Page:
It seems almost impossible for religious people to really grasp the idea of intellectual freedom. They seem to think that man is responsible for his honest thoughts; that unbelief is a crime; that investigation is sinful; that credulity is a virtue, and that reason is a dangerous guide. They cannot divest themselves of the idea that in the realm of thought there must be government — authority and obedience — laws and penalties — rewards and punishments, and that somewhere in the universe there is a penitentiary for the soul.
In the republic of mind, one is a majority. There, all are monarchs, and all are equals. The tyranny of a majority even is unknown. Each one is crowned, sceptered and throned. Upon every brow is the tiara, and around every form is the imperial purple. Only those are good citizens who express their honest thoughts, and those who persecute for opinion’s sake, are the only traitors. There, nothing is considered infamous except an appeal to brute force, and nothing sacred but love, liberty, and joy. The church contemplates this republic with a sneer. From the teeth of hatred she draws back the lips of scorn. She is filled with the spite and spleen born of intellectual weakness. Once she was egotistic; now she is envious.
Once she wore upon her hollow breast false gems, supposing them to be real. They have been shown to be false, but she wears them still. She has the malice of the caught, the hatred of the exposed.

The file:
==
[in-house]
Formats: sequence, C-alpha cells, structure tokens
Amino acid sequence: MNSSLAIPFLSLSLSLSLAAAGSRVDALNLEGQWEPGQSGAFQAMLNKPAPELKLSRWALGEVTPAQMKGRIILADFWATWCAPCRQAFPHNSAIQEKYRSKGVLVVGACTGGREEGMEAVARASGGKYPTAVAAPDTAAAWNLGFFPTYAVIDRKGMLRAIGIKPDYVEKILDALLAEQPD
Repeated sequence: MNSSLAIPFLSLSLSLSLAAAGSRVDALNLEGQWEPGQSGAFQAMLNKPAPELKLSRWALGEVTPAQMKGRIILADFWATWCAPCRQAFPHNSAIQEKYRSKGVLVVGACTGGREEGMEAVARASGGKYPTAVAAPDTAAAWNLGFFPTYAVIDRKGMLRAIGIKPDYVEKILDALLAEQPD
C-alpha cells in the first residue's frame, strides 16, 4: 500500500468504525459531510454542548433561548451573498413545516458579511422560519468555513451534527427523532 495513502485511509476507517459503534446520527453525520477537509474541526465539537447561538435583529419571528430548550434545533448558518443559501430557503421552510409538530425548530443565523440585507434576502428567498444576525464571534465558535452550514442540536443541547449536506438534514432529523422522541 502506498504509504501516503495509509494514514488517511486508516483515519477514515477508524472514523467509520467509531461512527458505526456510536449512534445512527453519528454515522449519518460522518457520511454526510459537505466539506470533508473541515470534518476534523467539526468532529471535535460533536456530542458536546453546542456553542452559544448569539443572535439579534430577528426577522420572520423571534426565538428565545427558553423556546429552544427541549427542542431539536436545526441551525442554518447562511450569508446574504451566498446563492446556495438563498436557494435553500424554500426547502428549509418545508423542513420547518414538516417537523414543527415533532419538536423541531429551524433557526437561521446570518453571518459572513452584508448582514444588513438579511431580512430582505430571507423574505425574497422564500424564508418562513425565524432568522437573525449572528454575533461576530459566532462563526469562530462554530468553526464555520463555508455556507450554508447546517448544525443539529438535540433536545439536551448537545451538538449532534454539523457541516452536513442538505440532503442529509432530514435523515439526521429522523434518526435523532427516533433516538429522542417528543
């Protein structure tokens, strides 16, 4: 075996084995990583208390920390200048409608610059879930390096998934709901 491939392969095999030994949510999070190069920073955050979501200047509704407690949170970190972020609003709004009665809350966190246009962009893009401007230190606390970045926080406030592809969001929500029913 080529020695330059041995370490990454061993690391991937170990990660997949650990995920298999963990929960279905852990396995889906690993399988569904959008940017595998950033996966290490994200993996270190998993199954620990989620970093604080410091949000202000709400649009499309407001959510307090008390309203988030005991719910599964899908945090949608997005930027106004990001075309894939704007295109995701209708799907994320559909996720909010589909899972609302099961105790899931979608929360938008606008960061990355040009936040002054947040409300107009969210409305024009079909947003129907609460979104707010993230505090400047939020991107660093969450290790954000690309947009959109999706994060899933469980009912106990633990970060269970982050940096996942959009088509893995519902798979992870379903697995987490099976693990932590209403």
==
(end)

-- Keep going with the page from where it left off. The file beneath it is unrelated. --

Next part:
We are told to investigate the bible for ourselves, and at the same time informed that if we come to the conclusion that it is not the inspired word of God, we will most assuredly be damned. Under such circumstances, if we believe this, investigation is impossible. Whoever is held responsible for his conclusions cannot weigh the evidence with impartial scales. Fear stands at the balance, and gives to falsehood the weight of its trembling hand.
I oppose the Church because she is the enemy of liberty; because her dogmas are infamous and cruel; because she humiliates and degrades woman; because she teaches the doctrines of eternal torment and the natural depravity of man; because she insists upon the absurd, the impossible, and the senseless; because she resorts to falsehood and slander; because she is arrogant and revengeful; because she allows men to sin on a credit; because she discourages self-reliance, and laughs at good works; because she believes in vicarious virtue and vicarious vice — vicarious punishment and vicarious reward; because she regards repentance of more importance than restitution, and because she sacrifices the world we have to one we know not of.
The free and generous, the tender and affectionate, will understand me. Those who have escaped from the grated cells of a creed will appreciate my motives. The sad and suffering wives, the trembling and loving children will thank me: This is enough.
Robert G. Ingersoll.
Washington, D. C,
April 13, 1878.